Thursday, August 20, 2009

Reads of the Week

A writer finding his voice
Steven Pressfield
Cpl. Joseph Etchells from 3 Plt, 2 Battalion Royal Regiment of Fusiliers, was attached to 1 Plt, 2 Rifles

Cpl. Benjamin Kopp, United State Army Ranger

This weeks recommended reads will take you from how to put your thoughts to pen, to the challenge of Afghanistan and our growing peer competitor China. Then on to the sea, before pausing to ponder the personal cost of war.
It's The Tribes Stupid! founder, author Steven Pressfield has been offering up priceless jewels that anyone who wants to write well can take to the bank. For a taste I am highlighting and link the latest.

Steven begins:

I’ve been lucky in my career in having a few really terrific mentors–just guys who’ve taught me stuff about writing and work. The best is Norman Stahl, the cosmically brilliant documentarian, novelist and military historian. Do you know people who’ve got a lot of bullshit? Norm has the least of anybody I’ve ever known. In [...]

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And this week he serves up a lesson in finding your "writer's voice."

How do you find your writer’s voice? A lot of humbug has been written on this subject. The myth is that in finding that voice, the writer achieves a kind of personal enlightenment. She discovers “who she really is.”Not in my experience.This is not to say that voice is unimportant. It’s crucial, make-or-break. Without [...]

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Weighing in on today's election in Afghanistan is Thomas Barnett direct from his World War Room at with his thought provoking views.

Because Karzai's probably going to win, and Obama's still going to trust another puppet. Because so-called democracy may take the vote, but the Taliban's still going to rule many hearts and minds. Because more U.S. troops may fight harder, but Pakistan's got the last word. To America, at least, Thursday is just another day in another long, unpopular war. And that's why Obama should be worried.
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Turning to China, Tom links an article by Henry K Kissinger that follows by 2 days a similar piece by Barnett.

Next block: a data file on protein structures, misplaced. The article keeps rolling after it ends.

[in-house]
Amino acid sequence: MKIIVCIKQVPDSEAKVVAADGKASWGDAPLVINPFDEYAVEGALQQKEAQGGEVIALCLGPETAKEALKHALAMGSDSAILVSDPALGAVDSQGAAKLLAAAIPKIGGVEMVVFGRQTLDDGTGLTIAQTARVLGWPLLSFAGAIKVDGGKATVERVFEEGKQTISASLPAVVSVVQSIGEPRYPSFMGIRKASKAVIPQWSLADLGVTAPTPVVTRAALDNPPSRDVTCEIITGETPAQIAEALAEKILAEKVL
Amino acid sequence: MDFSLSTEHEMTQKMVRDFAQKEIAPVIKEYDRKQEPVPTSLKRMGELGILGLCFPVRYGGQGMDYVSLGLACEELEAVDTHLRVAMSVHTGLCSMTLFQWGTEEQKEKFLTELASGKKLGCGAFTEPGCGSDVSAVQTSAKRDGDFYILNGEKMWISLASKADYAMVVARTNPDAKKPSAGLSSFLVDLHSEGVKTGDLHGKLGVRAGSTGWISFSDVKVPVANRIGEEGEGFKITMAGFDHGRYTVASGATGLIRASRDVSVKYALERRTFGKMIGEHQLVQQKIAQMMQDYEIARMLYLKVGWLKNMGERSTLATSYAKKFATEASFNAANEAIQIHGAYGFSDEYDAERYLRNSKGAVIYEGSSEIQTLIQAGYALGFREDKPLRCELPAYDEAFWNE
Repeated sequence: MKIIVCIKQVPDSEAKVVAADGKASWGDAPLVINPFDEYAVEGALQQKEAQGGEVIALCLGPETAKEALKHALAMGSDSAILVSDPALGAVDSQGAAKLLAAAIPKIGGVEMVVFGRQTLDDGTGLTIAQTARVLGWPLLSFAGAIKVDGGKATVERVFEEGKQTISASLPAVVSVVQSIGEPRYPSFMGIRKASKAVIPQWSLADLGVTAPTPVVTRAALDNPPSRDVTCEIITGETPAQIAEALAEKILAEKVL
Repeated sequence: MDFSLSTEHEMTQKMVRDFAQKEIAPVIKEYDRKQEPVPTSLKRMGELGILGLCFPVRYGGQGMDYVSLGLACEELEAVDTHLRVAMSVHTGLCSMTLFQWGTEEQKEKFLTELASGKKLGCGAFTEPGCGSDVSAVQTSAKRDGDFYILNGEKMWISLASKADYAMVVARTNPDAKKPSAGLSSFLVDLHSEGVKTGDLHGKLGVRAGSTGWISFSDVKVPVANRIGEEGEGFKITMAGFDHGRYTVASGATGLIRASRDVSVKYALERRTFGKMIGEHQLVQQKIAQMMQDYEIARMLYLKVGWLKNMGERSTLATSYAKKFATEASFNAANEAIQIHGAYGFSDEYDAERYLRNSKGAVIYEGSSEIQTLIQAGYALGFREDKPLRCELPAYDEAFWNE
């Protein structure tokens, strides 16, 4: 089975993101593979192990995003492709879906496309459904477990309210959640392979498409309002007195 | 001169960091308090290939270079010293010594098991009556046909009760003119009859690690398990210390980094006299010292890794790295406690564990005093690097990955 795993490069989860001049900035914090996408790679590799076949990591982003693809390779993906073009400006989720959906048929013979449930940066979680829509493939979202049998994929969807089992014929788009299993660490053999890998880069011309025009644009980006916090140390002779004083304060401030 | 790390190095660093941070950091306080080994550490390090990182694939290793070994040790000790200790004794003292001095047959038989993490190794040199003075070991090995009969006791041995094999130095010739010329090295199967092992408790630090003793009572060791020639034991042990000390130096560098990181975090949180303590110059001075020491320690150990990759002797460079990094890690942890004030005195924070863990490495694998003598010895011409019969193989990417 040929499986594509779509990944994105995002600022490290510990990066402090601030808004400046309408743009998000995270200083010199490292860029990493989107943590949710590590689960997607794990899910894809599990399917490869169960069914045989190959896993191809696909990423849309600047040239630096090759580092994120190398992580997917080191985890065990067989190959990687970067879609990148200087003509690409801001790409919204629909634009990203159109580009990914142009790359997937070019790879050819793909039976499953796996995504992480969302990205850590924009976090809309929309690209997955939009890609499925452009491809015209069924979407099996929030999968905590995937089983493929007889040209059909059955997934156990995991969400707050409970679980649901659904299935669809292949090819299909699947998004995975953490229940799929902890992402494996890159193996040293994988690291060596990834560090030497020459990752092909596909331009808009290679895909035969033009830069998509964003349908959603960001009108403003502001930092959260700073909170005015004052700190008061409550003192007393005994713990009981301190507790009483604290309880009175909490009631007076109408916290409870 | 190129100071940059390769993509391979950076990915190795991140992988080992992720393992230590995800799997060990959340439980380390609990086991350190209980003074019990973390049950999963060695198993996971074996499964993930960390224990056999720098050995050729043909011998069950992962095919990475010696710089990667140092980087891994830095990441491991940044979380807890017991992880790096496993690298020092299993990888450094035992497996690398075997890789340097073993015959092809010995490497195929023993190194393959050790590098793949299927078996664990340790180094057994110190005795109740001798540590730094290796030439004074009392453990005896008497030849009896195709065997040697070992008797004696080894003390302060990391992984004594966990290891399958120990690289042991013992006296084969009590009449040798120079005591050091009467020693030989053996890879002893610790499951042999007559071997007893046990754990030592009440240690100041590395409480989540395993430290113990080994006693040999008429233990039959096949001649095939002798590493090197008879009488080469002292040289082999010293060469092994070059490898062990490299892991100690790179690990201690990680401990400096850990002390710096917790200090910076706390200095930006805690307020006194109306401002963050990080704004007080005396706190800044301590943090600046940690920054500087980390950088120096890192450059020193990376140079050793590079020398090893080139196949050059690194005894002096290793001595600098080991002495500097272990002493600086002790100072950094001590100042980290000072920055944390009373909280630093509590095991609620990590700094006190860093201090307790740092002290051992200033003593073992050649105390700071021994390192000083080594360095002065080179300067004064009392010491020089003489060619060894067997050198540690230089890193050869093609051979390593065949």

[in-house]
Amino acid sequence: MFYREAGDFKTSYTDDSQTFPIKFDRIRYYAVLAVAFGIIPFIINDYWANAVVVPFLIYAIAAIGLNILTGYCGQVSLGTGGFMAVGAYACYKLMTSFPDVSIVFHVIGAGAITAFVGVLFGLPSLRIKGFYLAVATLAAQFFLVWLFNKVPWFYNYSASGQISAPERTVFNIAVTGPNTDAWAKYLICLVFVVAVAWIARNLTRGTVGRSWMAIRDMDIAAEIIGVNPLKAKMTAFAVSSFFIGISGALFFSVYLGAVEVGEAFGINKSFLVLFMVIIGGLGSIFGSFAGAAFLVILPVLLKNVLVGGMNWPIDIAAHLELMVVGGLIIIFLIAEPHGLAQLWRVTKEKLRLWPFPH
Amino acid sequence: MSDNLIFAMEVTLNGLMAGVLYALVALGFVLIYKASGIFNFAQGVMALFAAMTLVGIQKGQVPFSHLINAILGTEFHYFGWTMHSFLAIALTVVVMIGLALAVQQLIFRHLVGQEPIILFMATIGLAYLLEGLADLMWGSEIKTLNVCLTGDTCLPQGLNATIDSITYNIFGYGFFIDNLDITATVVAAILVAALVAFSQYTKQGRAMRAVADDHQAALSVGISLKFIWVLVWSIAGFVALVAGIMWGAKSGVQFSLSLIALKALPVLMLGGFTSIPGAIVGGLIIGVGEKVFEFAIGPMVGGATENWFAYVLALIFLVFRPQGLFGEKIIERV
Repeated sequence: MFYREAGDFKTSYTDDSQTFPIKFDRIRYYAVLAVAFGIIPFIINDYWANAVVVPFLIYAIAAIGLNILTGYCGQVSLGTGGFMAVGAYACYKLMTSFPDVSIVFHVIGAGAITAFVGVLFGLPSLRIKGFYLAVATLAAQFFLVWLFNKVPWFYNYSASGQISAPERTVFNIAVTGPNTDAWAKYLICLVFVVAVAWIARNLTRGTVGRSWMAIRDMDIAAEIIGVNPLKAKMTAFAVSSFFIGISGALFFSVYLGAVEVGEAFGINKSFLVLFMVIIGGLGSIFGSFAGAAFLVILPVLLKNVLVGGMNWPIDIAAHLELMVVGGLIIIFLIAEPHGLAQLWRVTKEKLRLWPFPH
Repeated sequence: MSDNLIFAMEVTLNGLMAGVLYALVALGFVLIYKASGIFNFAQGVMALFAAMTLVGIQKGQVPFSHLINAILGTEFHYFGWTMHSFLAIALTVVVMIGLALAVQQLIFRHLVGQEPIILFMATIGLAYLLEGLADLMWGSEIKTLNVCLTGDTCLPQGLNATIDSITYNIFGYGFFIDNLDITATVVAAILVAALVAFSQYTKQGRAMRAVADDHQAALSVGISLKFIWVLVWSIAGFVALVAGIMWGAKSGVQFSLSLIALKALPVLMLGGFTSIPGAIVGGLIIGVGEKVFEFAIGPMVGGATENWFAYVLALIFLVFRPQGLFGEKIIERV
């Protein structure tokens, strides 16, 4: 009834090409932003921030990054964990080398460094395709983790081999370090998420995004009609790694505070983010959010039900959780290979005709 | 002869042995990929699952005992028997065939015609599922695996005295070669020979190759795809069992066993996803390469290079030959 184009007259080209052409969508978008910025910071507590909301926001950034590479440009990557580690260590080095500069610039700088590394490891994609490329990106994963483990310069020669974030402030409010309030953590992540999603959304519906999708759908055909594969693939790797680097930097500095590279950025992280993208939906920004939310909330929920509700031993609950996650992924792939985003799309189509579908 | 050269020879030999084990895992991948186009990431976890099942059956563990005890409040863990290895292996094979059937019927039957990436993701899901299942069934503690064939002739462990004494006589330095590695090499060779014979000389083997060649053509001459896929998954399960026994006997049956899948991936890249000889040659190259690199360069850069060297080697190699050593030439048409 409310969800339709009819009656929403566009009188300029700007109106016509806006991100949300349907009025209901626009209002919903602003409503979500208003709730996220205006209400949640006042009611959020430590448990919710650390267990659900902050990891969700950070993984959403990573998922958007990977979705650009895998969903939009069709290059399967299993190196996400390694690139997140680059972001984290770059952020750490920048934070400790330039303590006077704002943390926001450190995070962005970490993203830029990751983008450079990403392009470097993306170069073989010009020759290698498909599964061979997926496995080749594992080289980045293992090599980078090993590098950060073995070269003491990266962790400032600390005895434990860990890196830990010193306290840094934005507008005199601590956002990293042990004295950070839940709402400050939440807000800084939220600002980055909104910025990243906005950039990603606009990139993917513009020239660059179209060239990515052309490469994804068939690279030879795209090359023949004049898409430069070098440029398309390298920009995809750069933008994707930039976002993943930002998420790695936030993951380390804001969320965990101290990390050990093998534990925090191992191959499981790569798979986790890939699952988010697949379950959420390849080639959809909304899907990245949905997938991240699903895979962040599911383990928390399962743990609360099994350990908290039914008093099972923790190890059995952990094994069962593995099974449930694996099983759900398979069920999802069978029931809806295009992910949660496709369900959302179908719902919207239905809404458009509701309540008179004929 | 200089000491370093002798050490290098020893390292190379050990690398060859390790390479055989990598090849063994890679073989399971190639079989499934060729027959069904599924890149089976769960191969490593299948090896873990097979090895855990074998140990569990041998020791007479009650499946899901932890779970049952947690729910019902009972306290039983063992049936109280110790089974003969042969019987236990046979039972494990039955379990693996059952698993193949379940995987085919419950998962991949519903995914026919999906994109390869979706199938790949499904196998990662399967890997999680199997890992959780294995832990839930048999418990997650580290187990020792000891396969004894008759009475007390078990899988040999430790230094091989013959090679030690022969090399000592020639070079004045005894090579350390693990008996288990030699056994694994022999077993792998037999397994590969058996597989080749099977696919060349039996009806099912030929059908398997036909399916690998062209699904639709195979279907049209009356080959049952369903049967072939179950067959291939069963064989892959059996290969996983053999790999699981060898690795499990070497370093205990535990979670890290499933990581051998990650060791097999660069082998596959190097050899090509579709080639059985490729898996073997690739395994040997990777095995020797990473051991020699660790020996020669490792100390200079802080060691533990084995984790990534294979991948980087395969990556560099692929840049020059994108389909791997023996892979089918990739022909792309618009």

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Steve DeAngelis of Enterra Solutions can always be counted on to produce some of the most thought inspiring and informative posts. In this one he tackles to sea.

William Shakespeare once penned: "My bounty is as boundless as the sea, my love as deep. The more I give thee, the more I have, For both are infinite." We are fast learning that Shakespeare might have been right about love but he was wrong about the ocean. Neither the sea nor its bounty is infinite. Since a portion of my business involves port and harbor security and international supply chains, I pay attention to events in the maritime realm as well as events on land. For example, in another post that drew from Shakespeare entitled A Rose by Any Other Name Might Smell as Sweet, but Would It Sell? Consider the Slimehead, I discussed the issue of collapsing fish stocks in the world's oceans.

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Michael Yon closes out tonight's recommended reads with this reminder of the sacrifices made by men most of us did not know, but own a moment to pause and reflect on their lives.
Benjamin was laid to rest at Arlington National Cemetery. Secretary of Defense Robert Gates quietly attended the funeral, as did my good friend, Colonel Erik Kurilla, the new commander of Ranger Regiment, where Kopp served until America lost one of its finest Sons.

Yet the effect of Corporal Kopp did not end on the battlefields of Afghanistan; he only regrouped and continued to serve. Corporal Kopp had volunteered as an organ donor and his heart was transplanted. Two days after most people would have died, Benjamin Kopp’s heart was transplanted into Judy Meikle. According to the Washington Post, Meikle said, "How can you have a better heart?" said a grateful Judy Meikle, 57, of Winnetka, Ill., who is still recovering from the surgery. "I have the heart of a 21-year-old Army Ranger war hero beating in me."
Other organs were also donated for other recipients.
And of Joseph Ecthells:
On August 11, I attended a small ceremony for a British soldier from this base in Helmand who was killed in combat the day after Benjamin passed. His name was Joseph Etchells. I was told how Joseph died in a bomb ambush, and that his last request was to be cremated, loaded into a firework, and launched over the park where he used to play as a kid. When Joseph’s last request was explained, I burst out laughing and the British soldier who told me also was laughing. The absurd humor of Joseph’s request was familiar, and it was as though Joseph were standing there with us, laughing away.

Steel your hearts and read more as you gaze on the incredible photos that accompany this post:


Steven Pressfield said...

Thanks, History Guy, for linking to and spreading the word on "Writing Wednesdays." You and I should do a guest post for each other. Whaddaya think?

All my best,

HISTORYGUY99 said...

Hi SP,

Thank you for the kinds words. I am honored and open to your invitation to do mutual guest posts.